Personally, I never thought of the original Ghostbusters as a “male comedy.” It was just a comedy. You can argue that children who grew up in the 1980s would think that because growing up in that era we simply accepted certain gender roles. The men were the heroes and women were the damsels in distress. I’m sure that has been argued. But I disagree. In the 80s there was an emergence of women in hero roles in movies and television (most notably Ghostbusters’ damsel in distress herself, Sigourney Weaver as Ripley in Alien/s). It’s easy to, in hindsight, go back and nitpick, but in Ghostbusters’ case, what made it work was simply good, funny characters, regardless of their gender. In the reboot, once again, we have good, funny, characters. This time they just happen to be women. And like the 1984 team, they are some of the most comically-talented actors working today.
Kristen Wiig and Melissa McCarthy recall their Bridesmaids chemistry, though their characters are more subdued than what audiences may expect, with both essentially playing the straightmen (straightwomen? straightpersons?) to McKinnon’s and Jones’ zanier characters. Still Wiig gets in an epic freakout moment and McCarthy gets to show off her physical comedy skills.
Leslie Jones finally graduates from playing characters with names like “angry woman,” “angry patron,” and “chatty woman” in a breakout performance. Yes, she still yells a lot, but she does it so well.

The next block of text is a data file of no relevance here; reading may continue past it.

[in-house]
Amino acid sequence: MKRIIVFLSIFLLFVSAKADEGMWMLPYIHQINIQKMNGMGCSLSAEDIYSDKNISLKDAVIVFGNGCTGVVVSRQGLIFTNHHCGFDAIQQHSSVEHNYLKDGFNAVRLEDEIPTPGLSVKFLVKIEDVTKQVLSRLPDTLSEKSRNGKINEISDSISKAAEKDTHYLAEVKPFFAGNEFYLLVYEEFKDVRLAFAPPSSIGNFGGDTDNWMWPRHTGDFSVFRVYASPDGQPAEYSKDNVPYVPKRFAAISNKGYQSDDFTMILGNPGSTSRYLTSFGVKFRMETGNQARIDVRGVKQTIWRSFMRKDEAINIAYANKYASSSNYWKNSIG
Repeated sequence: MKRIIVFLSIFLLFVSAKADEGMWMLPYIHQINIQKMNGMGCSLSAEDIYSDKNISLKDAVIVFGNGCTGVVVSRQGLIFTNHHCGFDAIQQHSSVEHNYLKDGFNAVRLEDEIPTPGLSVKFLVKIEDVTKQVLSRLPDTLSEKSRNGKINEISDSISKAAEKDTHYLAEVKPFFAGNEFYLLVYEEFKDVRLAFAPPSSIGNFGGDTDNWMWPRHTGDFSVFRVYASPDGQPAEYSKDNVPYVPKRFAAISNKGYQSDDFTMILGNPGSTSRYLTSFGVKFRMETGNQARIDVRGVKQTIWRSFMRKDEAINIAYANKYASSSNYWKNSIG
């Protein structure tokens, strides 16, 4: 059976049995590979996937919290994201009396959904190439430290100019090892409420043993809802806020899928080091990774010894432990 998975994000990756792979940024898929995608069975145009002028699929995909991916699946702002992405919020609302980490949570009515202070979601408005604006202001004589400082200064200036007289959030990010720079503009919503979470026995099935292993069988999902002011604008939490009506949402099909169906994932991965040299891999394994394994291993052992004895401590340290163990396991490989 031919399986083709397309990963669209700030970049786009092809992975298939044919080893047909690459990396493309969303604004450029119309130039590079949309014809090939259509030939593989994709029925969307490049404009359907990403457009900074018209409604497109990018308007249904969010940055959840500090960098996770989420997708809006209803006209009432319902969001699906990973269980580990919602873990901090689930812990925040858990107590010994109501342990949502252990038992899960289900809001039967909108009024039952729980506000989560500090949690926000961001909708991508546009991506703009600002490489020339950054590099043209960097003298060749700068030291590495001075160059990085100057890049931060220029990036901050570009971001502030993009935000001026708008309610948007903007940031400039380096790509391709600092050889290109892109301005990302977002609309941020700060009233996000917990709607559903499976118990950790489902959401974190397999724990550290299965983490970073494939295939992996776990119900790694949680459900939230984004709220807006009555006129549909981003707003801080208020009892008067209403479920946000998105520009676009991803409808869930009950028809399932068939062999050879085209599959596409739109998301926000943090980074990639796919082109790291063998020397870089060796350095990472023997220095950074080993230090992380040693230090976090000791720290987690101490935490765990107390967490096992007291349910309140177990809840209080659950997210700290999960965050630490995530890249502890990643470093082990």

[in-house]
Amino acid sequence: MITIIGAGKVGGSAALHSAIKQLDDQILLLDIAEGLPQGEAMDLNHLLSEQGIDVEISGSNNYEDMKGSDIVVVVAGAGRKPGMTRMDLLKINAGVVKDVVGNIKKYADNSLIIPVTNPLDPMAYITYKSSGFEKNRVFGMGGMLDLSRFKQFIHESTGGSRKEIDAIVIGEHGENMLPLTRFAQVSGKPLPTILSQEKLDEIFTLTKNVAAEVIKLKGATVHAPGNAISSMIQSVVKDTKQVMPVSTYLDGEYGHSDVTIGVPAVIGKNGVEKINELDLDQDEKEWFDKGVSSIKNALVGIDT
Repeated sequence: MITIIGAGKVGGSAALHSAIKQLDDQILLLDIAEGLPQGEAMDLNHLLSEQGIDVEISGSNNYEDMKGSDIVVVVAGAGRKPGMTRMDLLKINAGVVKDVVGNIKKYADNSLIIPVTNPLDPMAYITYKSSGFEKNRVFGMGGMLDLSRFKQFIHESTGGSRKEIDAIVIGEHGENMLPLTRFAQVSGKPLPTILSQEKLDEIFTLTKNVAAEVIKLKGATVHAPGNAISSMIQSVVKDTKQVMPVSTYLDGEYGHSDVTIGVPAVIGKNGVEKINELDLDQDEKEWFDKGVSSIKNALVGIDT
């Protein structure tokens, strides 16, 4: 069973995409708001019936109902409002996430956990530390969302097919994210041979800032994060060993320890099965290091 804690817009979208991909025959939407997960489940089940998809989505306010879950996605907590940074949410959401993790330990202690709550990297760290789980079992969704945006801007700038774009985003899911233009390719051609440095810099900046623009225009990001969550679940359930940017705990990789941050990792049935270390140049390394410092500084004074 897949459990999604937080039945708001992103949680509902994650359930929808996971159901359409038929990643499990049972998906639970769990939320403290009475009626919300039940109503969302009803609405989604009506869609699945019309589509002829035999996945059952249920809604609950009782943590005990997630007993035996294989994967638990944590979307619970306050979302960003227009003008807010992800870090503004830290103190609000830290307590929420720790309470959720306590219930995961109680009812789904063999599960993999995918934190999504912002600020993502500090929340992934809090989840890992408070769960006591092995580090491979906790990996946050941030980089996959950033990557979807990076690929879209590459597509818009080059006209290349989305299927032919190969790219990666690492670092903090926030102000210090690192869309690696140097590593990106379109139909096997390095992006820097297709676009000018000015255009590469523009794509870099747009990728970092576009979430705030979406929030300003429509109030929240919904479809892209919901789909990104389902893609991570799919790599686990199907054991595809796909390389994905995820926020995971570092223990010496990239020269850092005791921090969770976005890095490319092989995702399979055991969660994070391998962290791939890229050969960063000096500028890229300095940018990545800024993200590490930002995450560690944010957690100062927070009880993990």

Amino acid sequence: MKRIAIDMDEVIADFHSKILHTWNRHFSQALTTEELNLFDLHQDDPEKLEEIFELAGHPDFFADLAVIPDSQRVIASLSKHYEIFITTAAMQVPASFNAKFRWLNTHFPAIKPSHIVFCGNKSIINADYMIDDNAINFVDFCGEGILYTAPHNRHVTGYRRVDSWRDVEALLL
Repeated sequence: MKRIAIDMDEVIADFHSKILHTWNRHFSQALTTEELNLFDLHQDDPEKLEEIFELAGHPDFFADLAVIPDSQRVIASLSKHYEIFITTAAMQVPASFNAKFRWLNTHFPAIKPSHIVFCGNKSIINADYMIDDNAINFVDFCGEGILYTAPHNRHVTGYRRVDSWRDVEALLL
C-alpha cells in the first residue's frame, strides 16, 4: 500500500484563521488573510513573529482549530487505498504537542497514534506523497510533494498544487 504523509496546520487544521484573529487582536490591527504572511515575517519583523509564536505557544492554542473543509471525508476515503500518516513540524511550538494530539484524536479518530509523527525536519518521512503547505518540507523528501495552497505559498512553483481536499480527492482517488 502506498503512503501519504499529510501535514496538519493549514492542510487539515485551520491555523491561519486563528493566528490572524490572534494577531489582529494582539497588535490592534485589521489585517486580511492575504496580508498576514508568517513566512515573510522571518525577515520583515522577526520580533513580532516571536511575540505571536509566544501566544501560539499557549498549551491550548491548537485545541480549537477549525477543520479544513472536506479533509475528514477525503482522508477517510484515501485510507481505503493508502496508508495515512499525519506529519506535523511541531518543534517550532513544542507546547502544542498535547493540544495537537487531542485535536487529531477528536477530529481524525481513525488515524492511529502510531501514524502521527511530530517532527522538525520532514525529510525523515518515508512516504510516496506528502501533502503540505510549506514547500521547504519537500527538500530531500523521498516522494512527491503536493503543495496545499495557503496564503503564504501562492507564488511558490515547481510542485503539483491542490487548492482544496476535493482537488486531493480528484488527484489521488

The standout, which shouldn’t be at all a surprise to Saturday Night Live viewers, is Kate McKinnon, who can steal a scene without saying a word. For those not familiar with her, just keep your eyes on her whenever she’s on screen. Trust me.
Kate McKinnon is a national treasure.
Some of the biggest laughs are courtesy of Chris Hemsworth’s dimwitted but oh-so-pretty, receptionist, Kevin. It’s borderline-absurdist humor and one-note because he’s just so, SO dumb, but Hemsworth plays it perfectly and he’s goddamn hilarious.
The best thing about the film, like Ivan Reitman’s before it, is the comedy. The cast are brilliant individually and even more so when riffing off each other. It’s an infectious blast to watch. So much that often it feels like those damn ghosts get in the way.
Feig along with co-writer Katie Dippold (The Heat, Parks and Recreation) keep similar beats to the original while updating it with a bit of meta-humor throughout. They sharply address the backlash (the above “ain’t no bitches…” quote is an internet comment within the movie and you have to wonder if the villain was tweaked into a stand-in for the basement-dwelling rage-filled haters), but wisely don’t dwell on it. The characters are fresh, not female copies of the original four, and the writing smartly allows the very capable actors plenty of room to adlib, while the majority of the scripted jokes hit (again, credit to the cast as much as the writers).